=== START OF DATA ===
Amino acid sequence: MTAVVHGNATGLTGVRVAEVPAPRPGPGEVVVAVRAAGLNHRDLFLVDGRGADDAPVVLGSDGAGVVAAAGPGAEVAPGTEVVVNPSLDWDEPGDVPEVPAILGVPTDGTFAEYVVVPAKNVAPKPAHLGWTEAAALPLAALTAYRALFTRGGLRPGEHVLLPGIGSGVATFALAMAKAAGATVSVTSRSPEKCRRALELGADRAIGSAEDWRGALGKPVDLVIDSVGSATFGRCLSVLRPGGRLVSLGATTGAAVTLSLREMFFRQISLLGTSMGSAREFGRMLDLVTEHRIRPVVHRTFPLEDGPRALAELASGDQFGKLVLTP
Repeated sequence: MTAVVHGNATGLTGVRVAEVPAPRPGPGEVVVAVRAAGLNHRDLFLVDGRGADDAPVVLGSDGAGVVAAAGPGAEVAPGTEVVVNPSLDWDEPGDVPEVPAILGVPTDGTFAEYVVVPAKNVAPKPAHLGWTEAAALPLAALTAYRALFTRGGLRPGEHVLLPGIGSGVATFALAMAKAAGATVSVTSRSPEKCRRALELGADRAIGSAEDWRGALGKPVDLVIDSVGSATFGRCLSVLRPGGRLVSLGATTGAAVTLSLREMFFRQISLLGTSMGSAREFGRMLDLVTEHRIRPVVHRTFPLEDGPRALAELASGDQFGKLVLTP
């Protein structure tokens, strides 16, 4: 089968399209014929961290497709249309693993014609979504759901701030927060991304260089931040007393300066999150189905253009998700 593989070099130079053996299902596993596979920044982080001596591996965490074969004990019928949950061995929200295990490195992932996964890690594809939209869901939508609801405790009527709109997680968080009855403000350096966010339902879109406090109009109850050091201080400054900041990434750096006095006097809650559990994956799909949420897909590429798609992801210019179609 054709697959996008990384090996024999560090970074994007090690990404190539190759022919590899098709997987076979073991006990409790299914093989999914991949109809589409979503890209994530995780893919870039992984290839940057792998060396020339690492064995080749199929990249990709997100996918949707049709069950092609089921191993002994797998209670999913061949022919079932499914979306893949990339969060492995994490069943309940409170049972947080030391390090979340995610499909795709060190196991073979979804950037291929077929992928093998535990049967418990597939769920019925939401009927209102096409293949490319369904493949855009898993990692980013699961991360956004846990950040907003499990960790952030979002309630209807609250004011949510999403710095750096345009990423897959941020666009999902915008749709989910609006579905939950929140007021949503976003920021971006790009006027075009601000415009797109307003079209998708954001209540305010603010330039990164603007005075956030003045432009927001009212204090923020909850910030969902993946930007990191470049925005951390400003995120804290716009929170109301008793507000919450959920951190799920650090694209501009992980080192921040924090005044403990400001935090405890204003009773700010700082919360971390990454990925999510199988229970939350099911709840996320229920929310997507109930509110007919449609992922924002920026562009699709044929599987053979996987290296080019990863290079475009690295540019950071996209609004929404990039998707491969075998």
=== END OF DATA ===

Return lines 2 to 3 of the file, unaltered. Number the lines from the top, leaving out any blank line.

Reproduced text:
Repeated sequence: MTAVVHGNATGLTGVRVAEVPAPRPGPGEVVVAVRAAGLNHRDLFLVDGRGADDAPVVLGSDGAGVVAAAGPGAEVAPGTEVVVNPSLDWDEPGDVPEVPAILGVPTDGTFAEYVVVPAKNVAPKPAHLGWTEAAALPLAALTAYRALFTRGGLRPGEHVLLPGIGSGVATFALAMAKAAGATVSVTSRSPEKCRRALELGADRAIGSAEDWRGALGKPVDLVIDSVGSATFGRCLSVLRPGGRLVSLGATTGAAVTLSLREMFFRQISLLGTSMGSAREFGRMLDLVTEHRIRPVVHRTFPLEDGPRALAELASGDQFGKLVLTP
């Protein structure tokens, strides 16, 4: 089968399209014929961290497709249309693993014609979504759901701030927060991304260089931040007393300066999150189905253009998700 593989070099130079053996299902596993596979920044982080001596591996965490074969004990019928949950061995929200295990490195992932996964890690594809939209869901939508609801405790009527709109997680968080009855403000350096966010339902879109406090109009109850050091201080400054900041990434750096006095006097809650559990994956799909949420897909590429798609992801210019179609 054709697959996008990384090996024999560090970074994007090690990404190539190759022919590899098709997987076979073991006990409790299914093989999914991949109809589409979503890209994530995780893919870039992984290839940057792998060396020339690492064995080749199929990249990709997100996918949707049709069950092609089921191993002994797998209670999913061949022919079932499914979306893949990339969060492995994490069943309940409170049972947080030391390090979340995610499909795709060190196991073979979804950037291929077929992928093998535990049967418990597939769920019925939401009927209102096409293949490319369904493949855009898993990692980013699961991360956004846990950040907003499990960790952030979002309630209807609250004011949510999403710095750096345009990423897959941020666009999902915008749709989910609006579905939950929140007021949503976003920021971006790009006027075009601000415009797109307003079209998708954001209540305010603010330039990164603007005075956030003045432009927001009212204090923020909850910030969902993946930007990191470049925005951390400003995120804290716009929170109301008793507000919450959920951190799920650090694209501009992980080192921040924090005044403990400001935090405890204003009773700010700082919360971390990454990925999510199988229970939350099911709840996320229920929310997507109930509110007919449609992922924002920026562009699709044929599987053979996987290296080019990863290079475009690295540019950071996209609004929404990039998707491969075998």